12 Comments

Summary:

One thing Facebook didn’t introduce at its recent f8 conference — even though it was widely anticipated and predicted — was any kind of location-based features or integration with the social network. So what happened? Were they just not ready, or is there more to it?

Facebook introduced some pretty impressive features at its f8 conference on Wednesday, including the social graph API, which will unleash a tidal wave of “like” plugins across the web, as well as a graph protocol to allow searching of status updates. All of this was predicted by many (including Om) in the lead-up to the conference. But one thing that virtually everyone expected was missing: a location-related feature for the network, or at the very least, the integration of location-based services. Location was supposed to be one of the biggest announcements made at the conference, something Facebook telegraphed in its recent privacy changes. So what happened?

Facebook hasn’t said why it changed its mind about launching location features (if it did in fact change its mind). I’ve got a request in to the company for comment, and will update this post if I hear back. But here are some of the leading possibilities:

  • It wasn’t ready to be launched: One theory is that Facebook is developing something in-house — something big — but that it wasn’t in production-quality shape in time for the conference, so decided to delay it.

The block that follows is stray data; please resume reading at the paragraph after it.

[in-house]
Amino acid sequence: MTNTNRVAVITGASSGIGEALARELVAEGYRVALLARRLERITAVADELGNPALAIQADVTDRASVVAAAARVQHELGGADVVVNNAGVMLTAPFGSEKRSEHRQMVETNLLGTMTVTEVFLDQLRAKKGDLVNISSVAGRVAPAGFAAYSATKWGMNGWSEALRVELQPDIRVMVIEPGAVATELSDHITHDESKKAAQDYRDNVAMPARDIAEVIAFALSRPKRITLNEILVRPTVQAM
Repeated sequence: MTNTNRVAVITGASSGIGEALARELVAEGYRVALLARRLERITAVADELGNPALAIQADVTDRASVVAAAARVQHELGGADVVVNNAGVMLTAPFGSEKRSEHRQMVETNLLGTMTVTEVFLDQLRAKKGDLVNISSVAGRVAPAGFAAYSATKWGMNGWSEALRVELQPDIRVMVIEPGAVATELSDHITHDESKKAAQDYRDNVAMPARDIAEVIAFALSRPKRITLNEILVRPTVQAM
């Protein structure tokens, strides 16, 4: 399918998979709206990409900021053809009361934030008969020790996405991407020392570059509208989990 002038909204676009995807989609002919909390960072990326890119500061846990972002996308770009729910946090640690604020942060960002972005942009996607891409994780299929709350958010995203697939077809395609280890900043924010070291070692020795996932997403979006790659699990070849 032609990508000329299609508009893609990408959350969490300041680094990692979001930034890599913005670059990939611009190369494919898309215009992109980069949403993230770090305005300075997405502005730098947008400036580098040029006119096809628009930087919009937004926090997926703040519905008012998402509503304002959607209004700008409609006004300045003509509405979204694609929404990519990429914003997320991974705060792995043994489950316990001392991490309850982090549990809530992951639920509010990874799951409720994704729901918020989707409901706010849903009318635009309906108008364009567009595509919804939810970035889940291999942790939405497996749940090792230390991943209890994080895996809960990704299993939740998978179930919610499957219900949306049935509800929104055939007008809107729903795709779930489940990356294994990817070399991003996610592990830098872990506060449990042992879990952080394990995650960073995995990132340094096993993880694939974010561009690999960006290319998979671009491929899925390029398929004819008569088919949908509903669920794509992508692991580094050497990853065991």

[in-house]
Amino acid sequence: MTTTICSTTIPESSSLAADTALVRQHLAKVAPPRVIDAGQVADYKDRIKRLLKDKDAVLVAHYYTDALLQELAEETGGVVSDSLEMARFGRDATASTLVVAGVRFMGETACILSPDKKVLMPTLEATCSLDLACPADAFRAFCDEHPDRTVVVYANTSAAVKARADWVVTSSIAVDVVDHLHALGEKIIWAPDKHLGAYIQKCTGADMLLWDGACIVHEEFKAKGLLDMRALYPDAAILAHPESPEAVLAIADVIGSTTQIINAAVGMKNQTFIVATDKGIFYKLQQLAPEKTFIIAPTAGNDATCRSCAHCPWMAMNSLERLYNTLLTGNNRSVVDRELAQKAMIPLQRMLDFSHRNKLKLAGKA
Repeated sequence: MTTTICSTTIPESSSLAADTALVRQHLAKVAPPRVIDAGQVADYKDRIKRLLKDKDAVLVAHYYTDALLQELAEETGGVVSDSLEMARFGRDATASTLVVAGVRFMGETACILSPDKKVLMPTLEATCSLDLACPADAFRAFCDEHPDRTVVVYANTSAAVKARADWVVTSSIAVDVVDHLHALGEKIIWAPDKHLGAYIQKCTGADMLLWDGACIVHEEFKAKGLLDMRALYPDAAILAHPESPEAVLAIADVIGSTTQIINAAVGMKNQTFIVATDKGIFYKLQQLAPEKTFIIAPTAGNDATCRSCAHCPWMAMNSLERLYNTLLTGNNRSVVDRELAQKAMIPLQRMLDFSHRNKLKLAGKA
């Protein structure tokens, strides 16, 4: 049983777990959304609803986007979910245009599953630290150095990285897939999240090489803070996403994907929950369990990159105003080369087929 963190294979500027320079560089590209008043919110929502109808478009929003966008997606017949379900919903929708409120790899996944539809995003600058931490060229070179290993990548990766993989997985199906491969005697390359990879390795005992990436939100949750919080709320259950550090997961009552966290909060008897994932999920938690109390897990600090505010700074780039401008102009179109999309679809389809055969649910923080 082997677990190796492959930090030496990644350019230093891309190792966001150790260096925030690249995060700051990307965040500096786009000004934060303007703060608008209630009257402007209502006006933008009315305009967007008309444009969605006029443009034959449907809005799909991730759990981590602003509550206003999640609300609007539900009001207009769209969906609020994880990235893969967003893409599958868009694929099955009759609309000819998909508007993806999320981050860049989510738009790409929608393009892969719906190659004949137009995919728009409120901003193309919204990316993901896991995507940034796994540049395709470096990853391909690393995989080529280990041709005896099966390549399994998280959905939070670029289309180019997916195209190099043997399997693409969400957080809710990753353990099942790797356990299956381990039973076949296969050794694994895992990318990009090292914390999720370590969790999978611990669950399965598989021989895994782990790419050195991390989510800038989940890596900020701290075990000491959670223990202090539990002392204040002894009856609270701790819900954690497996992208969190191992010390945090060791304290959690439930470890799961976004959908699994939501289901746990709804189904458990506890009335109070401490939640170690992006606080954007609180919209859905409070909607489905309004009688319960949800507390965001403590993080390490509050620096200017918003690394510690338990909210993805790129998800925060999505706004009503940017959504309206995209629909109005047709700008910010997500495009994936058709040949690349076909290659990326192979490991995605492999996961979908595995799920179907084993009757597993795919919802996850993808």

• It would have been confusing: Even if it was ready, Facebook may have wanted to save the location launch for its own separate event. Sources said several other potential new offerings were stripped out of f8 at the last minute.
  • Facebook is buying Foursquare: According to some rumors circulating around the web, the network is looking at acquiring Foursquare.
  • The company is working on partnerships: Instead of trying to develop something internally, Facebook could be working on integrating with providers like Yelp, Foursquare and Gowalla.

Of all these potential explanations, the last option seems the most plausible. For one thing, Yelp was heavily featured in Mark Zuckerberg’s keynote as a partner on the new social graph API features, and it’s unlikely that he would do that if Facebook were going to turn around and eat Yelp’s lunch on some location offering. Venture fund Elevation Partners — which has reportedly acquired a stake recently in Facebook via the secondary market for employee shares — is also a financial backer of Yelp, and would likely favor a partnership (maybe that’s part of the reason Yelp walked away from a Google acquisition deal). Roger McNamee of Elevation is also said to be an important mentor of Zuckerberg’s.

Facebook may have plenty of hubris when it comes to dominating social activity on the web, but I think it’s more likely that the company will opt to federate with or integrate services from Foursquare, Gowalla and others such as Yelp, rather than trying to duplicate them. It’s true that the network could simply add location awareness through its mobile apps, the same way Twitter has added the ability to tag tweets — but it would be just as easy, and would still allow Facebook to become the one ring for location, if it allowed other services to use its social graph API and then aggregated and mined the data. And while it didn’t mention location specifically at f8, there are references to location in Facebook’s documentation for the open graph protocol as one of the attributes that developers can use.